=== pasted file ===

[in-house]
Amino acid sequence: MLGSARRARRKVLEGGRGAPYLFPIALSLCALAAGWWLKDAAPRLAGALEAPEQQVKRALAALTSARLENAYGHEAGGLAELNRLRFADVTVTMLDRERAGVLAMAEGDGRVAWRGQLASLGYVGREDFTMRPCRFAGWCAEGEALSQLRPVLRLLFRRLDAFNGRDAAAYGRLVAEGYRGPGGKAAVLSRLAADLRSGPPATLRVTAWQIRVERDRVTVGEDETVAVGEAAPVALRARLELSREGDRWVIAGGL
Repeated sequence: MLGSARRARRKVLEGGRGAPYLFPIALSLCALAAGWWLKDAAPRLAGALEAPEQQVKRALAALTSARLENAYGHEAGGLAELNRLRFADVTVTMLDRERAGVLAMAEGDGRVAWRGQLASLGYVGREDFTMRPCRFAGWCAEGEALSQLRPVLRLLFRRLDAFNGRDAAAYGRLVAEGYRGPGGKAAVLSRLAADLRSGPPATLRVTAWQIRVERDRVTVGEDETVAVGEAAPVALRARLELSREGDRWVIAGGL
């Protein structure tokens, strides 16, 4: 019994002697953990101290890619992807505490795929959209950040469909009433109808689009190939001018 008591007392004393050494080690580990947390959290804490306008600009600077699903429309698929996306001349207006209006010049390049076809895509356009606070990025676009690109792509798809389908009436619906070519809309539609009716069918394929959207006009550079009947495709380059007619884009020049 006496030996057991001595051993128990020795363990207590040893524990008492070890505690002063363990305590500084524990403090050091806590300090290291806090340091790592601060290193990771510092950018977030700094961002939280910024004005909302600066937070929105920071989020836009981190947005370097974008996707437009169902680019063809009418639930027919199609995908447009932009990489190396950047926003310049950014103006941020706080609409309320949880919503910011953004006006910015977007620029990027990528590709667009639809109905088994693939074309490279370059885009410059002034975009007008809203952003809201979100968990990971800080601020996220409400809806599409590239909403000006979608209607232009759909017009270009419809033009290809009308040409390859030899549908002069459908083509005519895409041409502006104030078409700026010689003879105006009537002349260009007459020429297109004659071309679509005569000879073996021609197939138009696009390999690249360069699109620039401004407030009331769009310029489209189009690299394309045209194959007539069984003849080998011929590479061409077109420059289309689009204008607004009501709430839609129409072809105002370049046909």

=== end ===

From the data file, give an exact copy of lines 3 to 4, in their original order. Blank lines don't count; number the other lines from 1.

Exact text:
Repeated sequence: MLGSARRARRKVLEGGRGAPYLFPIALSLCALAAGWWLKDAAPRLAGALEAPEQQVKRALAALTSARLENAYGHEAGGLAELNRLRFADVTVTMLDRERAGVLAMAEGDGRVAWRGQLASLGYVGREDFTMRPCRFAGWCAEGEALSQLRPVLRLLFRRLDAFNGRDAAAYGRLVAEGYRGPGGKAAVLSRLAADLRSGPPATLRVTAWQIRVERDRVTVGEDETVAVGEAAPVALRARLELSREGDRWVIAGGL
């Protein structure tokens, strides 16, 4: 019994002697953990101290890619992807505490795929959209950040469909009433109808689009190939001018 008591007392004393050494080690580990947390959290804490306008600009600077699903429309698929996306001349207006209006010049390049076809895509356009606070990025676009690109792509798809389908009436619906070519809309539609009716069918394929959207006009550079009947495709380059007619884009020049 006496030996057991001595051993128990020795363990207590040893524990008492070890505690002063363990305590500084524990403090050091806590300090290291806090340091790592601060290193990771510092950018977030700094961002939280910024004005909302600066937070929105920071989020836009981190947005370097974008996707437009169902680019063809009418639930027919199609995908447009932009990489190396950047926003310049950014103006941020706080609409309320949880919503910011953004006006910015977007620029990027990528590709667009639809109905088994693939074309490279370059885009410059002034975009007008809203952003809201979100968990990971800080601020996220409400809806599409590239909403000006979608209607232009759909017009270009419809033009290809009308040409390859030899549908002069459908083509005519895409041409502006104030078409700026010689003879105006009537002349260009007459020429297109004659071309679509005569000879073996021609197939138009696009390999690249360069699109620039401004407030009331769009310029489209189009690299394309045209194959007539069984003849080998011929590479061409077109420059289309689009204008607004009501709430839609129409072809105002370049046909």